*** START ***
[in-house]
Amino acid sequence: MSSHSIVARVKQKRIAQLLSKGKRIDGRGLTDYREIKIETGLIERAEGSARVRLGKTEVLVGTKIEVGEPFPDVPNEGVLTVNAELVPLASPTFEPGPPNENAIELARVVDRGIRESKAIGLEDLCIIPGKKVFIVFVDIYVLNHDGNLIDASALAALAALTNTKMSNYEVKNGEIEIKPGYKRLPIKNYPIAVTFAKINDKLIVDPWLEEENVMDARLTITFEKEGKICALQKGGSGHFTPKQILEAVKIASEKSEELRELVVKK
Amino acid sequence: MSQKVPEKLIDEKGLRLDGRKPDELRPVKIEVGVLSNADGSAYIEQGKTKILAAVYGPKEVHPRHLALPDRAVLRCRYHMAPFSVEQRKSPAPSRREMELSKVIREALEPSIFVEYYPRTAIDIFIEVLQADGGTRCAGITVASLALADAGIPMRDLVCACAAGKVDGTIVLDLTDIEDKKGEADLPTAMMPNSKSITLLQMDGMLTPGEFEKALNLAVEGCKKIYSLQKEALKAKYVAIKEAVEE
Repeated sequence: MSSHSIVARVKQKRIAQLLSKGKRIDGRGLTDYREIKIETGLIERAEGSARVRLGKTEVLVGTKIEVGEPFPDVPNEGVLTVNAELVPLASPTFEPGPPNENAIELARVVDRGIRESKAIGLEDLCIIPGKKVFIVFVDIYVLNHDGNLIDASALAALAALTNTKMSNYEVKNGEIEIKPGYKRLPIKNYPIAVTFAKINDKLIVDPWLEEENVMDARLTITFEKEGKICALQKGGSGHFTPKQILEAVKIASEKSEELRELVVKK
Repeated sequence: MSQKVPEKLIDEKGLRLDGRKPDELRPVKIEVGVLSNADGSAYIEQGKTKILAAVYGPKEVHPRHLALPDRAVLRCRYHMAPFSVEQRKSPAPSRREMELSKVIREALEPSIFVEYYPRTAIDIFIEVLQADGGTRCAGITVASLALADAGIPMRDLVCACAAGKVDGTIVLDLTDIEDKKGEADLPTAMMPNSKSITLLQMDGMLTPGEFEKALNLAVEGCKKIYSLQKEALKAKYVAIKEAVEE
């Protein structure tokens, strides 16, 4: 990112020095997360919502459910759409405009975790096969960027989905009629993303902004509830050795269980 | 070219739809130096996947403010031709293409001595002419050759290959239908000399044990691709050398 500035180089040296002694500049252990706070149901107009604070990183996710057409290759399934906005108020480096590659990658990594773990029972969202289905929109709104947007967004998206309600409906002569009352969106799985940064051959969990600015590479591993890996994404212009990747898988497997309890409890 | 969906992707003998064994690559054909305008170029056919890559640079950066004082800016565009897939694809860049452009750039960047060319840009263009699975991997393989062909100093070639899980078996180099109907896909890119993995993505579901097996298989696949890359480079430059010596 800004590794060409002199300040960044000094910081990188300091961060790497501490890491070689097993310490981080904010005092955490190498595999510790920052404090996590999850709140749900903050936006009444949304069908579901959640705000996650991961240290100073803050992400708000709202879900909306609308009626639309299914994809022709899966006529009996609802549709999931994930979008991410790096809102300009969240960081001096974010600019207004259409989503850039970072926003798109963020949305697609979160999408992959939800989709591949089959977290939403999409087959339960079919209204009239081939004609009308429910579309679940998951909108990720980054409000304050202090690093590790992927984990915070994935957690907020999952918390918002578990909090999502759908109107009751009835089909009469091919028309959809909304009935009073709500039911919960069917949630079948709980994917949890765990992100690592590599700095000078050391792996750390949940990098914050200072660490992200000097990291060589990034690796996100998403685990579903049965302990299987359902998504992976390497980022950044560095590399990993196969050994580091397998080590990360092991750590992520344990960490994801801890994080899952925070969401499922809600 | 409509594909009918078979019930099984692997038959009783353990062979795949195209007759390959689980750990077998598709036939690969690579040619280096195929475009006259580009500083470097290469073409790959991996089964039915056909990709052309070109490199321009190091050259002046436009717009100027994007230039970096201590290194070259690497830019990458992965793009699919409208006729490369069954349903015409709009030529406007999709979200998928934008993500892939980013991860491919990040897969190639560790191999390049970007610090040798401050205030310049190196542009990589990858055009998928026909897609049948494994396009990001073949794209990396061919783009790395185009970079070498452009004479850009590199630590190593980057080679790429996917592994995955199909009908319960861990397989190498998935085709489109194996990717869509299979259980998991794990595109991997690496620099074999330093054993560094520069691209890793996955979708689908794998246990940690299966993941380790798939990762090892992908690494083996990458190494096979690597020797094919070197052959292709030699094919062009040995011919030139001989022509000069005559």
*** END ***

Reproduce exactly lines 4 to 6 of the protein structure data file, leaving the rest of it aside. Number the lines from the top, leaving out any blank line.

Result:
Repeated sequence: MSSHSIVARVKQKRIAQLLSKGKRIDGRGLTDYREIKIETGLIERAEGSARVRLGKTEVLVGTKIEVGEPFPDVPNEGVLTVNAELVPLASPTFEPGPPNENAIELARVVDRGIRESKAIGLEDLCIIPGKKVFIVFVDIYVLNHDGNLIDASALAALAALTNTKMSNYEVKNGEIEIKPGYKRLPIKNYPIAVTFAKINDKLIVDPWLEEENVMDARLTITFEKEGKICALQKGGSGHFTPKQILEAVKIASEKSEELRELVVKK
Repeated sequence: MSQKVPEKLIDEKGLRLDGRKPDELRPVKIEVGVLSNADGSAYIEQGKTKILAAVYGPKEVHPRHLALPDRAVLRCRYHMAPFSVEQRKSPAPSRREMELSKVIREALEPSIFVEYYPRTAIDIFIEVLQADGGTRCAGITVASLALADAGIPMRDLVCACAAGKVDGTIVLDLTDIEDKKGEADLPTAMMPNSKSITLLQMDGMLTPGEFEKALNLAVEGCKKIYSLQKEALKAKYVAIKEAVEE
């Protein structure tokens, strides 16, 4: 990112020095997360919502459910759409405009975790096969960027989905009629993303902004509830050795269980 | 070219739809130096996947403010031709293409001595002419050759290959239908000399044990691709050398 500035180089040296002694500049252990706070149901107009604070990183996710057409290759399934906005108020480096590659990658990594773990029972969202289905929109709104947007967004998206309600409906002569009352969106799985940064051959969990600015590479591993890996994404212009990747898988497997309890409890 | 969906992707003998064994690559054909305008170029056919890559640079950066004082800016565009897939694809860049452009750039960047060319840009263009699975991997393989062909100093070639899980078996180099109907896909890119993995993505579901097996298989696949890359480079430059010596 800004590794060409002199300040960044000094910081990188300091961060790497501490890491070689097993310490981080904010005092955490190498595999510790920052404090996590999850709140749900903050936006009444949304069908579901959640705000996650991961240290100073803050992400708000709202879900909306609308009626639309299914994809022709899966006529009996609802549709999931994930979008991410790096809102300009969240960081001096974010600019207004259409989503850039970072926003798109963020949305697609979160999408992959939800989709591949089959977290939403999409087959339960079919209204009239081939004609009308429910579309679940998951909108990720980054409000304050202090690093590790992927984990915070994935957690907020999952918390918002578990909090999502759908109107009751009835089909009469091919028309959809909304009935009073709500039911919960069917949630079948709980994917949890765990992100690592590599700095000078050391792996750390949940990098914050200072660490992200000097990291060589990034690796996100998403685990579903049965302990299987359902998504992976390497980022950044560095590399990993196969050994580091397998080590990360092991750590992520344990960490994801801890994080899952925070969401499922809600 | 409509594909009918078979019930099984692997038959009783353990062979795949195209007759390959689980750990077998598709036939690969690579040619280096195929475009006259580009500083470097290469073409790959991996089964039915056909990709052309070109490199321009190091050259002046436009717009100027994007230039970096201590290194070259690497830019990458992965793009699919409208006729490369069954349903015409709009030529406007999709979200998928934008993500892939980013991860491919990040897969190639560790191999390049970007610090040798401050205030310049190196542009990589990858055009998928026909897609049948494994396009990001073949794209990396061919783009790395185009970079070498452009004479850009590199630590190593980057080679790429996917592994995955199909009908319960861990397989190498998935085709489109194996990717869509299979259980998991794990595109991997690496620099074999330093054993560094520069691209890793996955979708689908794998246990940690299966993941380790798939990762090892992908690494083996990458190494096979690597020797094919070197052959292709030699094919062009040995011919030139001989022509000069005559």